[0155] The cells are typically cultured cells, and the oligonucleotides are thus introduced into the cells in vitro. In other embodiments, however, the cells are present within a laboratory animal, and the oligonucleotides are introduced by administration to the animal.

[0156] The cells chosen for use in this method exhibit or develop huntingtin aggregation. Several such cell lines are described in the Examples, below.

[0157] The cells can be naturally occurring, e.g. derived from a patient having or predisposed to Huntington's disease, or can be engineered. Accordingly, the protein aggregation can comprise a naturally-occurring, albeit pathologically aggregated, huntingtin aggregant, or can comprise a non-naturally occurring protein aggregant.

[0158] Among non-naturally occurring protein aggregations, fusions that comprise the protein aggregant (huntingtin), or an aggregation-competent portion thereof, and a detectable marker, are particularly useful.

[0159] Among such detectable markers, fluorescent proteins having a green fluorescent protein (GFP)-like chromophore prove particularly useful.

[0160] As used herein, “GFP-like chromophore” means an intrinsically fluorescent protein moiety comprising an 11-stranded β-barrel (β-can) with a central α-helix, the central α-helix having a conjugated π-resonance system that includes two aromatic ring systems and the bridge between them. By “intrinsically fluorescent” is meant that the GFP-like chromophore is entirely encoded by its amino acid sequence and can fluoresce without requirement for cofactor or substrate.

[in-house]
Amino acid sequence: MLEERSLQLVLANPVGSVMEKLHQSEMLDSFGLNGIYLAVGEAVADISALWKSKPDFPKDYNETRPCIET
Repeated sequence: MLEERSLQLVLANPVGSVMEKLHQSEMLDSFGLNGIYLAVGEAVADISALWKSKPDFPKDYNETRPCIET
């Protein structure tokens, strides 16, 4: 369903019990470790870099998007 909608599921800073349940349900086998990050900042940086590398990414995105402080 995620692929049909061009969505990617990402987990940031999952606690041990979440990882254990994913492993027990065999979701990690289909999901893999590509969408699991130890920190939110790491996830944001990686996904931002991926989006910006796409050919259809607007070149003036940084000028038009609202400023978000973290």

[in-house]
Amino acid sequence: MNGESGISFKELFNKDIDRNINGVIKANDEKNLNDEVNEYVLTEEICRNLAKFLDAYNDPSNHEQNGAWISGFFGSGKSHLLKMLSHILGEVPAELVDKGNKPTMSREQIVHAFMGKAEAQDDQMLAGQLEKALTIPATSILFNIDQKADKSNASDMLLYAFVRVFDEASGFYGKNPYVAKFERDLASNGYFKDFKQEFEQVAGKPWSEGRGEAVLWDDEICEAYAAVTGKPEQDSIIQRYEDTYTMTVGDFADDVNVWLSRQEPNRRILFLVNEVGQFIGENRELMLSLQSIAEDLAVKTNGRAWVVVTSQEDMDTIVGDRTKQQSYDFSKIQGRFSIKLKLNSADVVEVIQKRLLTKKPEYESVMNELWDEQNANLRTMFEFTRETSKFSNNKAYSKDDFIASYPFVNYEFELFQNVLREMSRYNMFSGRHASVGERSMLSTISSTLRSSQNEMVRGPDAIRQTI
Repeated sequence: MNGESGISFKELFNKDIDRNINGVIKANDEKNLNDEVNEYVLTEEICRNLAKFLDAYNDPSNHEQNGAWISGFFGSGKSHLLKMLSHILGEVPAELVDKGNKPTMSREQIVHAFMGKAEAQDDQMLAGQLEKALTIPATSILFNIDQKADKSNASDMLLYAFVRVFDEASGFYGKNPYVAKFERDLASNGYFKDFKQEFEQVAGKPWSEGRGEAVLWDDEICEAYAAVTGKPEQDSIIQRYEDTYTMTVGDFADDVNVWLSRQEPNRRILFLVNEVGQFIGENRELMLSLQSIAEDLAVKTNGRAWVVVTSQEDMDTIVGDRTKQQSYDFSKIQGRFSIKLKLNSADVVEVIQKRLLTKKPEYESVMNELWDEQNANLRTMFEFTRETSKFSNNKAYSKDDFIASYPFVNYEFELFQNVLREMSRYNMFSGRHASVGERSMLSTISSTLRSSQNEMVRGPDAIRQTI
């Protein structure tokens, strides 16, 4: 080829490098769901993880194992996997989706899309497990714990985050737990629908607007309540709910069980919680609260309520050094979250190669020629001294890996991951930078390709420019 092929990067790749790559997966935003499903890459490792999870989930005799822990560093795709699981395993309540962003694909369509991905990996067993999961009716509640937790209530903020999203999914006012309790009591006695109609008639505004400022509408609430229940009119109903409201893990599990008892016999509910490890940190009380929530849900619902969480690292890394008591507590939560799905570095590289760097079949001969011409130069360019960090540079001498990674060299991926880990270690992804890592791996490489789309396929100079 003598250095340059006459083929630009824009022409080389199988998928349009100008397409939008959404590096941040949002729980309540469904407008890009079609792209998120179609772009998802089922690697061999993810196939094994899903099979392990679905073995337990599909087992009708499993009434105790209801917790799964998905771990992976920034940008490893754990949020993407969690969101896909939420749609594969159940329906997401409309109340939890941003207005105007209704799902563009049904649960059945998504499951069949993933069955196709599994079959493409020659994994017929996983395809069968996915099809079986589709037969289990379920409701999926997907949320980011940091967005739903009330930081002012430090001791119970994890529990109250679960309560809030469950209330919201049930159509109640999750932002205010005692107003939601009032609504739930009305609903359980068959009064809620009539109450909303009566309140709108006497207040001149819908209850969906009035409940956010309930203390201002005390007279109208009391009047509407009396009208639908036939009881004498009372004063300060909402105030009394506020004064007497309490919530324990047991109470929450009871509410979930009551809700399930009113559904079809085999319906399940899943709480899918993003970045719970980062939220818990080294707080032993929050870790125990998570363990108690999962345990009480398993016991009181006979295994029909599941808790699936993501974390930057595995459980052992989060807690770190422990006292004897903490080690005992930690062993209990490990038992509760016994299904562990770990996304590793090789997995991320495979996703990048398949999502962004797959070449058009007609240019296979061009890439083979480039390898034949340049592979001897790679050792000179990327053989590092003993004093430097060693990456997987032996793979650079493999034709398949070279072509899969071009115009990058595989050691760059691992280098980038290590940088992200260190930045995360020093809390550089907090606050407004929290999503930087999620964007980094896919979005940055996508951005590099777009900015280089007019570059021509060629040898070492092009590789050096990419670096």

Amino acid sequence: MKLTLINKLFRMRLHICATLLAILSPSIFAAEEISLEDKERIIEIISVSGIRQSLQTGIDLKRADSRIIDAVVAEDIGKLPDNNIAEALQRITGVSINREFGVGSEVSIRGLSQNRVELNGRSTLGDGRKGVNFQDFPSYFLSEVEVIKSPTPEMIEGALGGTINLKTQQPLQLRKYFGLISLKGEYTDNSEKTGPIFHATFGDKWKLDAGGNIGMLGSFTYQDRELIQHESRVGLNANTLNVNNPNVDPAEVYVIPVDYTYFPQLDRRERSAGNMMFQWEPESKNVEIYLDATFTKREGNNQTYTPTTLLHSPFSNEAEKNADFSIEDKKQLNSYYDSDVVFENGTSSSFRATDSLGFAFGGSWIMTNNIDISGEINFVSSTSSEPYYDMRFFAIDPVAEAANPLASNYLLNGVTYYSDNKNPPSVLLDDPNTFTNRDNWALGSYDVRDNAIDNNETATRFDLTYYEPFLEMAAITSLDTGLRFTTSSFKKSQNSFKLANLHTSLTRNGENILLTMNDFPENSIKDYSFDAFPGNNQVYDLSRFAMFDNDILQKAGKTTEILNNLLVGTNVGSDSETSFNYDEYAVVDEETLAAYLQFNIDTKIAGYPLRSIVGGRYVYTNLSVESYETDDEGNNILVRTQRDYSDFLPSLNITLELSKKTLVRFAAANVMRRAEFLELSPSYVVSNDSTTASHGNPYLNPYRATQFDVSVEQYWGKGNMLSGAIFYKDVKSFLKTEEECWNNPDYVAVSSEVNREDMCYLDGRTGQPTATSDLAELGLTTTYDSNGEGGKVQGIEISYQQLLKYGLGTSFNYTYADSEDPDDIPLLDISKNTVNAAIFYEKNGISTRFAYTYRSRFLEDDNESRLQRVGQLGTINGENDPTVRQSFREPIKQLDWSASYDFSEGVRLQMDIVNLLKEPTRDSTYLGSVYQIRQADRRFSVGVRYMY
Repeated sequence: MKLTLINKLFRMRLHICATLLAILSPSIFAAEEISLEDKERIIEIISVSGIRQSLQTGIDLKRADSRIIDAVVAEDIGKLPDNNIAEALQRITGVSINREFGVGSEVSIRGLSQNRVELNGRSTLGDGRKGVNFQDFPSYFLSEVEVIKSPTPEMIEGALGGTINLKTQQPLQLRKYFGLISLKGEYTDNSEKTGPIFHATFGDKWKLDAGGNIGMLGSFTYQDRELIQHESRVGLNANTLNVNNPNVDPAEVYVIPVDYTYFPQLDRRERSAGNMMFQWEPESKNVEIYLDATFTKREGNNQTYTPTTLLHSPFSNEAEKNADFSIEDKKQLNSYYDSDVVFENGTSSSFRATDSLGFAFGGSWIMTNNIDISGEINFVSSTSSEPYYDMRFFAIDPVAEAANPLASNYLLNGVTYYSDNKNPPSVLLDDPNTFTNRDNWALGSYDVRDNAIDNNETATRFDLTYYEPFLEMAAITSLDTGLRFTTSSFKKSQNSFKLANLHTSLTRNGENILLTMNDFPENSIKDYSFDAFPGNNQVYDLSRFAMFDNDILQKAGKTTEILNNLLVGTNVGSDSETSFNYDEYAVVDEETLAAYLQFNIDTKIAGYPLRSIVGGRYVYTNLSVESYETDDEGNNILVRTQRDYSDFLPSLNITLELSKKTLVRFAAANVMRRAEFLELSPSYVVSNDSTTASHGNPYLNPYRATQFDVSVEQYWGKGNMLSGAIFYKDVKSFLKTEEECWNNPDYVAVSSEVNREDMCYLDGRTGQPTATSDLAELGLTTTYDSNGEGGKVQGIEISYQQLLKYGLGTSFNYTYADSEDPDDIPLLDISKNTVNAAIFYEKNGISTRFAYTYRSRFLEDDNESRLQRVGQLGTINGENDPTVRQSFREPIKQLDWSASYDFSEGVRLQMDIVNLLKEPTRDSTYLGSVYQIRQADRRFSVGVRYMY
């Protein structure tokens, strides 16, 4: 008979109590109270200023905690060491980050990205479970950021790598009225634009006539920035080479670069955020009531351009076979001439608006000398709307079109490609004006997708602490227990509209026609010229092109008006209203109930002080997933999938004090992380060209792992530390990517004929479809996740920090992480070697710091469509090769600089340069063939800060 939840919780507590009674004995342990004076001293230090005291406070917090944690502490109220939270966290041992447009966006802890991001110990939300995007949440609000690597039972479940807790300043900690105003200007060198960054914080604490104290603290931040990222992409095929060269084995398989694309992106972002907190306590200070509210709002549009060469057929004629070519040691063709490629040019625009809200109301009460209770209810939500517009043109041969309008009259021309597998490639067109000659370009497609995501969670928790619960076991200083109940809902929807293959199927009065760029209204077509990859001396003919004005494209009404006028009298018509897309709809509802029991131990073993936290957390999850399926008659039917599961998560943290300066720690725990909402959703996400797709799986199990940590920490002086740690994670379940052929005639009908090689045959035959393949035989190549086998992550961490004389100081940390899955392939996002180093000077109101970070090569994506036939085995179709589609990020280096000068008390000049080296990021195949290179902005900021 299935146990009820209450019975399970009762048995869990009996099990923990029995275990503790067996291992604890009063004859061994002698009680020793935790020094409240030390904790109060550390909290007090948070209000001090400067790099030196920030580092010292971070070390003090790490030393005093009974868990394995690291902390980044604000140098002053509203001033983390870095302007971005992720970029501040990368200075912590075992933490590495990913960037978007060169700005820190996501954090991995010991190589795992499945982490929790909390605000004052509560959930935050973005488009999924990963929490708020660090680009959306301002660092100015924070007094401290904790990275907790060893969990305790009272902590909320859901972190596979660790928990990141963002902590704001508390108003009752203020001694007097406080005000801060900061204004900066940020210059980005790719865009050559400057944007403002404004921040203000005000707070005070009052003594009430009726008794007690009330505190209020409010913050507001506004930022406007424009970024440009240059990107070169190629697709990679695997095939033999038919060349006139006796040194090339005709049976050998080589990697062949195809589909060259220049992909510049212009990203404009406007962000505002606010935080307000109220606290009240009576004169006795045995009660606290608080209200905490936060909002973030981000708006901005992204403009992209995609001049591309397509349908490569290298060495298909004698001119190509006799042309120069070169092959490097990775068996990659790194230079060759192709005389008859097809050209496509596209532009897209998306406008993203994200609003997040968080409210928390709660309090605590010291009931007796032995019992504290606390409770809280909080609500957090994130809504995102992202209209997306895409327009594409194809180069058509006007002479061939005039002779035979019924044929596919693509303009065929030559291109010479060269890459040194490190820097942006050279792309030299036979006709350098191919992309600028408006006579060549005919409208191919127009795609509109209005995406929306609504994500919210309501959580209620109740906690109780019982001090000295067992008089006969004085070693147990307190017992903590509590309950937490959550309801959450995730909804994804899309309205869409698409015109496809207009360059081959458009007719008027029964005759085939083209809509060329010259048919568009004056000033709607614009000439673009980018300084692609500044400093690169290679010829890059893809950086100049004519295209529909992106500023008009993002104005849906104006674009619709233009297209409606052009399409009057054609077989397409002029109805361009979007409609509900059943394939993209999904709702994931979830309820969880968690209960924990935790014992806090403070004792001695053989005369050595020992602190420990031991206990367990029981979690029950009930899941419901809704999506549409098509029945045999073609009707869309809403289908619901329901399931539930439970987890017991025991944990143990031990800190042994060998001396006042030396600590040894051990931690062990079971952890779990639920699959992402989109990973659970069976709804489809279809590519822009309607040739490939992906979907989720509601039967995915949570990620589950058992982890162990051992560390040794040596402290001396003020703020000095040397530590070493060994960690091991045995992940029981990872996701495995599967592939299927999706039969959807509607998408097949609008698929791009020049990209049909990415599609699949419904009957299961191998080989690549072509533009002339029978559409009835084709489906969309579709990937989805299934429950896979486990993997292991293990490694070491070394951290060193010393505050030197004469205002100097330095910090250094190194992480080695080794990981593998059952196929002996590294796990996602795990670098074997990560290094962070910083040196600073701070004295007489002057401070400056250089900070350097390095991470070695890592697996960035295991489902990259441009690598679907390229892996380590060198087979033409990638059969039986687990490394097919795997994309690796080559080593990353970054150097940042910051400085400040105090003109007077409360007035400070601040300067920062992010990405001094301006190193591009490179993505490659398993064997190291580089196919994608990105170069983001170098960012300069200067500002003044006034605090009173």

[0161] The GFP-like chromophore can be selected from GFP-like chromophores found in naturally occurring proteins, such as A. victoria GFP (GenBank accession number AAA27721), Renilla reniformis GFP, FP583 (GenBank accession no. AF168419) (DsRed), FP593 (AF272711), FP483 (AF168420), FP484 (AF168424), FP595 (AF246709), FP486 (AF168421), FP538 (AF168423), and FP506 (AF168422), and need include only so much of the native protein as is needed to retain the chromophore's intrinsic fluorescence. Methods for determining the minimal domain required for fluorescence are known in the art. Li et al., “Deletions of the Aequorea victoria Green Fluorescent Protein Define the Minimal Domain Required for Fluorescence,” J. Biol. Chem. 272:28545-28549 (1997).